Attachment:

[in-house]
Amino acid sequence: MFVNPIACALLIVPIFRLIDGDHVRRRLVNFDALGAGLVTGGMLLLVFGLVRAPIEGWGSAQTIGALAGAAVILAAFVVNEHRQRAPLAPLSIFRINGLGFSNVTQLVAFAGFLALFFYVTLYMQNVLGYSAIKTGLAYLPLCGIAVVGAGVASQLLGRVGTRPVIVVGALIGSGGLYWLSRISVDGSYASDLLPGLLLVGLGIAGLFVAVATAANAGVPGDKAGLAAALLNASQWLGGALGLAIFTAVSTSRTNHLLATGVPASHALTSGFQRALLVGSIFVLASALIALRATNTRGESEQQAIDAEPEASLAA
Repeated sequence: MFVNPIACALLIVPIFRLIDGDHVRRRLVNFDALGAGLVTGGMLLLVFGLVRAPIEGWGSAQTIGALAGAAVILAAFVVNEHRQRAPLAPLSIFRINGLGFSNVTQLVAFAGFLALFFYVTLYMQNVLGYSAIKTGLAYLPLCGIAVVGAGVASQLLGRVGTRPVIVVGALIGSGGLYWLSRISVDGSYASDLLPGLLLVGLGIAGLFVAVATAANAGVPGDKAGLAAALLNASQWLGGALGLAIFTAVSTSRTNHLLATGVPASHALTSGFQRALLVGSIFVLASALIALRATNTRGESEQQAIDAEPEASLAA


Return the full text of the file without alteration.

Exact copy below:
[in-house]
Amino acid sequence: MFVNPIACALLIVPIFRLIDGDHVRRRLVNFDALGAGLVTGGMLLLVFGLVRAPIEGWGSAQTIGALAGAAVILAAFVVNEHRQRAPLAPLSIFRINGLGFSNVTQLVAFAGFLALFFYVTLYMQNVLGYSAIKTGLAYLPLCGIAVVGAGVASQLLGRVGTRPVIVVGALIGSGGLYWLSRISVDGSYASDLLPGLLLVGLGIAGLFVAVATAANAGVPGDKAGLAAALLNASQWLGGALGLAIFTAVSTSRTNHLLATGVPASHALTSGFQRALLVGSIFVLASALIALRATNTRGESEQQAIDAEPEASLAA
Repeated sequence: MFVNPIACALLIVPIFRLIDGDHVRRRLVNFDALGAGLVTGGMLLLVFGLVRAPIEGWGSAQTIGALAGAAVILAAFVVNEHRQRAPLAPLSIFRINGLGFSNVTQLVAFAGFLALFFYVTLYMQNVLGYSAIKTGLAYLPLCGIAVVGAGVASQLLGRVGTRPVIVVGALIGSGGLYWLSRISVDGSYASDLLPGLLLVGLGIAGLFVAVATAANAGVPGDKAGLAAALLNASQWLGGALGLAIFTAVSTSRTNHLLATGVPASHALTSGFQRALLVGSIFVLASALIALRATNTRGESEQQAIDAEPEASLAA